There’s also been much discussion on who exactly will organize and support a collegiate eSports team at UO. So far, none of the athletic programs from any of the 12 universities have been involved with the upcoming eSports program. Instead, the Pac-12 Networks has primarily reached out to established eSports clubs and leaders for input. As of right now, it is unclear where eSports teams fit in at UO.

The Pac-12 Networks requested that schools have both a faculty and student representative to participate in ongoing discussions, while not necessarily being involved with the team later on. For UO, the staff representative is Erica Swanson, the director of parent and family programs. The student representative is Carter Fritsch, the programs administrator for the ASUO and vice president of the only ASUO-recognized eSports-related student organization, the UO Smash Club — a group that meets weekly to play Super Smash Brothers games.

According to Swanson, one topic that has inspired debate is whether or not collegiate eSports competitors would fall under NCAA amateur status. If so, this might bar them from competing in other competitions, such as Heros of the Dorm, or from earning revenue by Twitch-streaming and creating YouTube content, as many professional gamers do.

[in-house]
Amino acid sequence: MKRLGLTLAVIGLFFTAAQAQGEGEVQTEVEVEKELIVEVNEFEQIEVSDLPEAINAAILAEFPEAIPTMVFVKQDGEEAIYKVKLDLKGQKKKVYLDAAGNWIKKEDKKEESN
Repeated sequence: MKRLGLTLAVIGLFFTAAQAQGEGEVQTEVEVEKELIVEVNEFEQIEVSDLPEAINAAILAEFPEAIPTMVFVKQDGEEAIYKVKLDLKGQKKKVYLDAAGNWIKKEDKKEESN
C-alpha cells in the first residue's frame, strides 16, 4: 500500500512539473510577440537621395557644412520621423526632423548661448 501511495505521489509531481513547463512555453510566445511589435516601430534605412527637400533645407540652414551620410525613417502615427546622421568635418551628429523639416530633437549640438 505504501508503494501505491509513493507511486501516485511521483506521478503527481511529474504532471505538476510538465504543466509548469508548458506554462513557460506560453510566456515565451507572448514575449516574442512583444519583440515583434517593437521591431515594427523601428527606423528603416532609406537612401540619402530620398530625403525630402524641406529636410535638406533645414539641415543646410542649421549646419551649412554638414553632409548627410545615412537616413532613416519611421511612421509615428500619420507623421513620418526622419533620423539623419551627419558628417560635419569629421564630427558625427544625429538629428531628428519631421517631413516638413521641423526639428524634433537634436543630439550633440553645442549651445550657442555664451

Another concern that Swanson noted is whether Title IX requirements for equal opportunity based on gender will apply. According to a survey by WellPlayed, an eSports tournament production company, the viewership of eSport events is roughly 94 percent male and 3 percent female. At competitions, females only represent one of every 10 competitors.

More concerns include which games should be played, which companies would agree to have their games featured and what level of fantasy violence is acceptable for broadcast by the Pac-12 Networks.

“I’m just so fascinated and encouraged by the thoughtfulness that’s happening at the Pac-12 level and by the representatives from the schools,” said Swanson.  “There have been a few female members  involved in those discussions and they’re concerned about what it means to be a female gamer. Even though women are involved, they are still underrepresented, in terms of female professional or amateur gamers.”

Tryouts for the Pac-12 Networks eSports Program collegiate teams may begin as soon as October or November. According to Currier, there will be a competitive season that will include head-to-head matchups and events. This will likely include a tournament in conjunction with a Pac-12 championship event.

Another faculty member who has been involved in the discussion is Julie Scroggins, the ASUO student organization advisor, who is excited for the potential to increase student participation on campus by taking advantage of the opportunity to cater to the gaming generation.

“I think the more variety of things we can offer students to find something they can connect with the better,” said Scroggins. “There’s a pretty low entry point and you don’t necessarily need to be awesome and to always have been playing well to be a gamer. I think that’s exciting.”

 


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Mathew Brock

Mathew Brock